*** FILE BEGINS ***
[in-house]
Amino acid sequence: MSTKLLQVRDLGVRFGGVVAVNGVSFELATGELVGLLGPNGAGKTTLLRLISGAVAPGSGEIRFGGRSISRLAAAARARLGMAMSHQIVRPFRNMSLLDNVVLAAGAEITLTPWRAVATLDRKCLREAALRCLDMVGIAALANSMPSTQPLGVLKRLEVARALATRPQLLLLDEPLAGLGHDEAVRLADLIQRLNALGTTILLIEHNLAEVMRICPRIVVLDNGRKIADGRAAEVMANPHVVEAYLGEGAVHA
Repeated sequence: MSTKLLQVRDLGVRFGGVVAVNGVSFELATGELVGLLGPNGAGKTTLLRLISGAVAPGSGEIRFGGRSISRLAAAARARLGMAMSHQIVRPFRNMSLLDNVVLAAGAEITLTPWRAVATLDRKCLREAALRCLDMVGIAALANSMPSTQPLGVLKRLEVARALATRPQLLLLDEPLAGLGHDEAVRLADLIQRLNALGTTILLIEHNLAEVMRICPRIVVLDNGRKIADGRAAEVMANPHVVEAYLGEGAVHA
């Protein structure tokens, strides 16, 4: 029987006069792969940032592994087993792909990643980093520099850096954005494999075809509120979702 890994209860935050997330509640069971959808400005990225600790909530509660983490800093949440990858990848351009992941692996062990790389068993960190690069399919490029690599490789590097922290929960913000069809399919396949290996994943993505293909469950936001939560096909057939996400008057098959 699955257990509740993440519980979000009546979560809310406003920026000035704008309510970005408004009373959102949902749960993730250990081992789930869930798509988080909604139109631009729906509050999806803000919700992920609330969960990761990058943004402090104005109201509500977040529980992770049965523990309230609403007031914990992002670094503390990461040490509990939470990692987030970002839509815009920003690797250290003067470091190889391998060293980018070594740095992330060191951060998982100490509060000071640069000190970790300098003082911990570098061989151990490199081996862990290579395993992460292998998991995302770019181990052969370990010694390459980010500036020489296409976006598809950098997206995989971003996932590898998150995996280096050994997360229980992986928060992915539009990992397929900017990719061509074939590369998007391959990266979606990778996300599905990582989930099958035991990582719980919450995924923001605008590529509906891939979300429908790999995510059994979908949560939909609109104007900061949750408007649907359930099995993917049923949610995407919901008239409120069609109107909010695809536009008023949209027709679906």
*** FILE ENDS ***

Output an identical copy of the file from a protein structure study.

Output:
[in-house]
Amino acid sequence: MSTKLLQVRDLGVRFGGVVAVNGVSFELATGELVGLLGPNGAGKTTLLRLISGAVAPGSGEIRFGGRSISRLAAAARARLGMAMSHQIVRPFRNMSLLDNVVLAAGAEITLTPWRAVATLDRKCLREAALRCLDMVGIAALANSMPSTQPLGVLKRLEVARALATRPQLLLLDEPLAGLGHDEAVRLADLIQRLNALGTTILLIEHNLAEVMRICPRIVVLDNGRKIADGRAAEVMANPHVVEAYLGEGAVHA
Repeated sequence: MSTKLLQVRDLGVRFGGVVAVNGVSFELATGELVGLLGPNGAGKTTLLRLISGAVAPGSGEIRFGGRSISRLAAAARARLGMAMSHQIVRPFRNMSLLDNVVLAAGAEITLTPWRAVATLDRKCLREAALRCLDMVGIAALANSMPSTQPLGVLKRLEVARALATRPQLLLLDEPLAGLGHDEAVRLADLIQRLNALGTTILLIEHNLAEVMRICPRIVVLDNGRKIADGRAAEVMANPHVVEAYLGEGAVHA
């Protein structure tokens, strides 16, 4: 029987006069792969940032592994087993792909990643980093520099850096954005494999075809509120979702 890994209860935050997330509640069971959808400005990225600790909530509660983490800093949440990858990848351009992941692996062990790389068993960190690069399919490029690599490789590097922290929960913000069809399919396949290996994943993505293909469950936001939560096909057939996400008057098959 699955257990509740993440519980979000009546979560809310406003920026000035704008309510970005408004009373959102949902749960993730250990081992789930869930798509988080909604139109631009729906509050999806803000919700992920609330969960990761990058943004402090104005109201509500977040529980992770049965523990309230609403007031914990992002670094503390990461040490509990939470990692987030970002839509815009920003690797250290003067470091190889391998060293980018070594740095992330060191951060998982100490509060000071640069000190970790300098003082911990570098061989151990490199081996862990290579395993992460292998998991995302770019181990052969370990010694390459980010500036020489296409976006598809950098997206995989971003996932590898998150995996280096050994997360229980992986928060992915539009990992397929900017990719061509074939590369998007391959990266979606990778996300599905990582989930099958035991990582719980919450995924923001605008590529509906891939979300429908790999995510059994979908949560939909609109104007900061949750408007649907359930099995993917049923949610995407919901008239409120069609109107909010695809536009008023949209027709679906």